We will consider several cases.

  • A\ge B \implies Yahor wins.

Proof: The strategy for A>B is immediately clear: just decrease the Manhattan distance from Alex by at least 1 after each move. The case A = B is more interesting, and even though it’s still clear how to catch Alex, it’s not very clear how to catch him fast. We will do the general strategy, consisting of 2 parts.

  1. Get on the same right-up diagonal as Alex (right up diagonal = set of cells with equal difference of x and y coordinates.
    How: Instead of pair (x, y), look at x - y for a while. We have a segment [1 - M, N - 1], and in one move Yahor can move from his cell to any on distance at most A, and Alex to any on distance at most B. It’s easy to see that on segment, Yahor can catch Alex (just go in his direction by A each time, or catch if you can). This will take at most \frac{M+N}{2} iterations (as A \ge 2).

  2. Get closer to Alex while making sure that you stay on the same right-up diagonal as him after your move.
    How: Suppose that currently you (Yahor) are at (x, y), and Alex is at (x+t, y+t) (where t>0), and that Alex moves to x_1, y_1. If x_1\le x, then d((x, y), (x_1, y_1)) = |x - x_1| + |y - y_1| \le (x - x_1) + |y - (y+t)| + |(y+t) - y_1| = (x + t - x_1) + |(y+t) - y_1| =|(x + t) - x_1| + |(y + t) - y_1|, so we would be able to catch Alex immediately. So, x_1 > x. Similarly, y_1>y. Suppose you can’t catch Alex yet. Then, go to the right and to the up as much as possible so that you stay on the same diagonal as him.

It’s easy to see that your x + y will increase in the process. It can’t increase infinitely, so eventually you will catch Alex (in fact, we just showed that we will do this in at most M + N iterations).

  • M, N are even, A = \frac{M + N - 2}{2}, B = M + N - 2 \implies Alex wins.

Proof: Alex can jump to any cell, and Yahor can’t get to the opposite corner (largest from him) in one move, so Alex can just choose a safe corner each time.

  • min(B, N-1) + min(B, M-1) > 2A \implies Alex wins.

Proof: Let N_1 = min(B, N-1), M_1 = min(B, M - 1). Consider 4 cells (N, M), (N, M - M_1), (N - N_1, M - M_1), (N - N_1, M). They form a rectangle, and Alex can jump from any its corner to any of its two adjacent corners. The distance between two opposite corners is min(B, N-1) + min(B, M-1) > 2A, so there is always a corner which Yahor can’t reach in one jump. Alex can just keep jumping to that corner forever.

  • Other cases \implies Yahor wins.

Proof: Wlog N \le M, and we know that A<B, min(B, N-1) + min(B, M-1) \le 2A. If B \le N-1, we immediately get min(B, N-1) + min(B, M-1) = 2B > 2A, so it’s not the case. In addition, 2A \ge min(B, N-1) + min(B, M-1) \ge 2min(B, N-1) = 2(N-1), so A \ge N-1.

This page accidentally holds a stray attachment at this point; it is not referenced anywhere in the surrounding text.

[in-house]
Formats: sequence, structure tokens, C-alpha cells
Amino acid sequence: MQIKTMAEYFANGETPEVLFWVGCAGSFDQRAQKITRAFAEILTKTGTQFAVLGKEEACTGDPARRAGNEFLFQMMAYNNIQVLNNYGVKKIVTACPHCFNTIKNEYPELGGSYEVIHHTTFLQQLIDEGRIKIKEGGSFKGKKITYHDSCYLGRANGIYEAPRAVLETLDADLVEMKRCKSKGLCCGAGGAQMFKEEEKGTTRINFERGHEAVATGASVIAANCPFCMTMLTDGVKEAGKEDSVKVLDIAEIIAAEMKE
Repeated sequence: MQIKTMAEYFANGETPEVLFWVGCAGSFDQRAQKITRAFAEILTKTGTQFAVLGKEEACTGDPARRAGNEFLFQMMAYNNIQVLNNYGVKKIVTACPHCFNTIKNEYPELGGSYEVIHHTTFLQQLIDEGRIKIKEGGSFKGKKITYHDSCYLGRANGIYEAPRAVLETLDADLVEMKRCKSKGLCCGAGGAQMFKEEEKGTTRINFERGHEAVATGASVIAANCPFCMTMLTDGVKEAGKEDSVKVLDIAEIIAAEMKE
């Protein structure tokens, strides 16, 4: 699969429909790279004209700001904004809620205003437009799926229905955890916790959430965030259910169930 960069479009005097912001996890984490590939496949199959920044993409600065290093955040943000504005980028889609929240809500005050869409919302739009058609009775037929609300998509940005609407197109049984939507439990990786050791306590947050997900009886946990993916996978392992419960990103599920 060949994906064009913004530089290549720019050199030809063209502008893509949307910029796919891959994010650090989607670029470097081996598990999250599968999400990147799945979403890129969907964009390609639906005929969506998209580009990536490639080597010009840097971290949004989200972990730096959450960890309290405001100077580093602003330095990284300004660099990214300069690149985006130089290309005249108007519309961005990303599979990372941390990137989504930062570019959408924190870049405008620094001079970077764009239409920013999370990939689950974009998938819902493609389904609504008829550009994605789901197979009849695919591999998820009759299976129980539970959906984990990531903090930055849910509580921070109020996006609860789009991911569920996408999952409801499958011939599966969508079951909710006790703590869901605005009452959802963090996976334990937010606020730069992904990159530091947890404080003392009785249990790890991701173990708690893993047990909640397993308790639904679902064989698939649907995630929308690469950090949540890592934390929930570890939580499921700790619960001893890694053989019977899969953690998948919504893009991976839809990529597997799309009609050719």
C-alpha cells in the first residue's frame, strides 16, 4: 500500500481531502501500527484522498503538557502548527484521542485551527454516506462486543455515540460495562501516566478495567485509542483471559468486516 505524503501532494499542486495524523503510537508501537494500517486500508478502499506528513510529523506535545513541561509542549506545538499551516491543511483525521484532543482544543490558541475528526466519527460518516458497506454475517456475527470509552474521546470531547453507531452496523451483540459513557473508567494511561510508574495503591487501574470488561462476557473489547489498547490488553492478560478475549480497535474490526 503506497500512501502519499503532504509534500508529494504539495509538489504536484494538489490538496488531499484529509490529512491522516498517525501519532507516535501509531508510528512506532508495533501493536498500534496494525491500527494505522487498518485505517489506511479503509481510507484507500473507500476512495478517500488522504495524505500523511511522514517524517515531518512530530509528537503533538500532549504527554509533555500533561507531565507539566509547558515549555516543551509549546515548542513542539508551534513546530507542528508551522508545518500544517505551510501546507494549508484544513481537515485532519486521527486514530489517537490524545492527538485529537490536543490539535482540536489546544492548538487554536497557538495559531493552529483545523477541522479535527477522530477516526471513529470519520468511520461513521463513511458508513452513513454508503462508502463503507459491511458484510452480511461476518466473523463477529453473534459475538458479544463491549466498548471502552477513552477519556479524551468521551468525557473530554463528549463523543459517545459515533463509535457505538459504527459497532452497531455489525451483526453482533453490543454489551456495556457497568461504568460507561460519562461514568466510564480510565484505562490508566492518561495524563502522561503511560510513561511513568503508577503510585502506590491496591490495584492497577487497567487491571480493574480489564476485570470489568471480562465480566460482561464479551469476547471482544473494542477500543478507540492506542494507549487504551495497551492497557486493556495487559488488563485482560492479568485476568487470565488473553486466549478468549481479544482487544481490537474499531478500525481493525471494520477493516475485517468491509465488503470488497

If B\ge M-1, then we get 2A \ge (N - 1) + (M - 1). In this case, if Yahor stands in (\lfloor \frac{N+1}{2} \rfloor, \lfloor \frac{M+1}{2} \rfloor), he is able to move to any cell of the grid at all, unless N, M are even and A = \frac{N+M-2}{2}. In that case, he is able to move to any cell except of (N, M). As B \neq N+M-2, Yahor can now catch Alex after moving to (\lceil \frac{N+1}{2} \rceil, \lceil \frac{M+1}{2} \rceil), as the only safe cell now is (1, 1), and Alex won’t be able to get there.

Now, we assume that N - 1 \le B < M - 1, and N - 1 + B \le 2A.

Yahor will begin by moving to the cell (\lfloor \frac{N+1}{2} \rfloor, 1). We will try to support the following invariant: Alex is always to the right of Yahor. In the i-th next iteration, Yahor will move to (\lfloor \frac{N+1}{2} \rfloor, i) or (\lceil \frac{N+1}{2} \rceil, i).

Wlog Yahor now is at (\lfloor \frac{N+1}{2} \rfloor, i), and after the move of Alex, he is to the right of Yahor, in cell (x, y). If we can’t catch him, we must have |x - \lfloor \frac{N+1}{2} \rfloor| + (y - i) > A, so y - (i+1) \ge A - \lfloor \frac{N}{2} \rfloor. Now, if A > \frac{N}{2}, move to (\lceil \frac{N+1}{2} \rceil, i+1), else move to (\lfloor \frac{N+1}{2} \rfloor, i+1).

Wlog A \le \frac{N}{2}, so we move to (\lfloor \frac{N+1}{2} \rfloor, i+1). Can Alex move to the left of Yahor and not be immediately caught? Turns out, no. Suppose that he moves to (x_1, y_1). Clearly, (i +1) - y_1 = (y - y_1) - (y - (i+1)) \le B - (A - \lfloor \frac{N}{2} \rfloor) , and |\lfloor \frac{N+1}{2} \rfloor - x_1| \le \lfloor \frac{N}{2} \rfloor. So, after adding we get that distance to (x_1, y_1) is at most B + 2\lfloor \frac{N}{2} \rfloor - A. When is this >A? When 2A< B + 2\lfloor \frac{N}{2} \rfloor. But we know that 2A\ge N - 1 + B. The only case when we can’t immediately catch then is when N is even, and both inequalities are equalities, but this would mean y - y_1 = B, so x_1 would have to equal x, which isn’t possible, as |\lfloor \frac{N+1}{2} \rfloor - x| \le \lfloor \frac{N-1}{2} \rfloor. The end!